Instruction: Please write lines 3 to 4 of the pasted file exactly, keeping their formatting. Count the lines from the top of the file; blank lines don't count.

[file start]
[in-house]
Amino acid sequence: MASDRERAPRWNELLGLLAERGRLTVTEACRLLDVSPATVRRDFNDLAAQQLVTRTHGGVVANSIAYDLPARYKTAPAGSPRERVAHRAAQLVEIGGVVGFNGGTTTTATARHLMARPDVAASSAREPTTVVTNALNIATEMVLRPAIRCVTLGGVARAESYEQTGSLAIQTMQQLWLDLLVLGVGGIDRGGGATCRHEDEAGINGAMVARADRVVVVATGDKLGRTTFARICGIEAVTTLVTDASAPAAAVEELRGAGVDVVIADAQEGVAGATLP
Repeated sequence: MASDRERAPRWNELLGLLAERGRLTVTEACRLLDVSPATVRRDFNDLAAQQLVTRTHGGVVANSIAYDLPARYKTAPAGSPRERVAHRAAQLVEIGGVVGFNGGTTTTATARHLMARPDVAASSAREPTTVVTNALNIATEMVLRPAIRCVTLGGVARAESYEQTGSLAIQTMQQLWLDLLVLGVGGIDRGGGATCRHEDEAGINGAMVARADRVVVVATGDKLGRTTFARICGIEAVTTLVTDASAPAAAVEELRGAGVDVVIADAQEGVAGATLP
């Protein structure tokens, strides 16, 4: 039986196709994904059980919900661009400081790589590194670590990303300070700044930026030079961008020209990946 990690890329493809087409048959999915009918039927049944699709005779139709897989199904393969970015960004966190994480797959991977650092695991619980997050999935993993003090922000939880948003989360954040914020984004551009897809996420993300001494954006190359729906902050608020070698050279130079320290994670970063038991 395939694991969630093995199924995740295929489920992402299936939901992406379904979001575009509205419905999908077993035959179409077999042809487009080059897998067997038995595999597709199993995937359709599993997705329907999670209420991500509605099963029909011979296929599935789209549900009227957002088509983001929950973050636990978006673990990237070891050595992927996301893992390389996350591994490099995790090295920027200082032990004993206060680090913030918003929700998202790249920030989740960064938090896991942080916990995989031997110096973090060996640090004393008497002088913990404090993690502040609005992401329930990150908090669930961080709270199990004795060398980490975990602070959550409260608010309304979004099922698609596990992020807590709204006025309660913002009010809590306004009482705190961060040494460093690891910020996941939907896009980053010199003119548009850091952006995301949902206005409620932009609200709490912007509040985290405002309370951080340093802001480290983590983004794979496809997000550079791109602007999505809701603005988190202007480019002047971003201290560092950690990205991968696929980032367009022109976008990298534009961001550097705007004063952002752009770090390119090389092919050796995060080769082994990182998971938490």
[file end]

Repeated sequence: MASDRERAPRWNELLGLLAERGRLTVTEACRLLDVSPATVRRDFNDLAAQQLVTRTHGGVVANSIAYDLPARYKTAPAGSPRERVAHRAAQLVEIGGVVGFNGGTTTTATARHLMARPDVAASSAREPTTVVTNALNIATEMVLRPAIRCVTLGGVARAESYEQTGSLAIQTMQQLWLDLLVLGVGGIDRGGGATCRHEDEAGINGAMVARADRVVVVATGDKLGRTTFARICGIEAVTTLVTDASAPAAAVEELRGAGVDVVIADAQEGVAGATLP
């Protein structure tokens, strides 16, 4: 039986196709994904059980919900661009400081790589590194670590990303300070700044930026030079961008020209990946 990690890329493809087409048959999915009918039927049944699709005779139709897989199904393969970015960004966190994480797959991977650092695991619980997050999935993993003090922000939880948003989360954040914020984004551009897809996420993300001494954006190359729906902050608020070698050279130079320290994670970063038991 395939694991969630093995199924995740295929489920992402299936939901992406379904979001575009509205419905999908077993035959179409077999042809487009080059897998067997038995595999597709199993995937359709599993997705329907999670209420991500509605099963029909011979296929599935789209549900009227957002088509983001929950973050636990978006673990990237070891050595992927996301893992390389996350591994490099995790090295920027200082032990004993206060680090913030918003929700998202790249920030989740960064938090896991942080916990995989031997110096973090060996640090004393008497002088913990404090993690502040609005992401329930990150908090669930961080709270199990004795060398980490975990602070959550409260608010309304979004099922698609596990992020807590709204006025309660913002009010809590306004009482705190961060040494460093690891910020996941939907896009980053010199003119548009850091952006995301949902206005409620932009609200709490912007509040985290405002309370951080340093802001480290983590983004794979496809997000550079791109602007999505809701603005988190202007480019002047971003201290560092950690990205991968696929980032367009022109976008990298534009961001550097705007004063952002752009770090390119090389092919050796995060080769082994990182998971938490």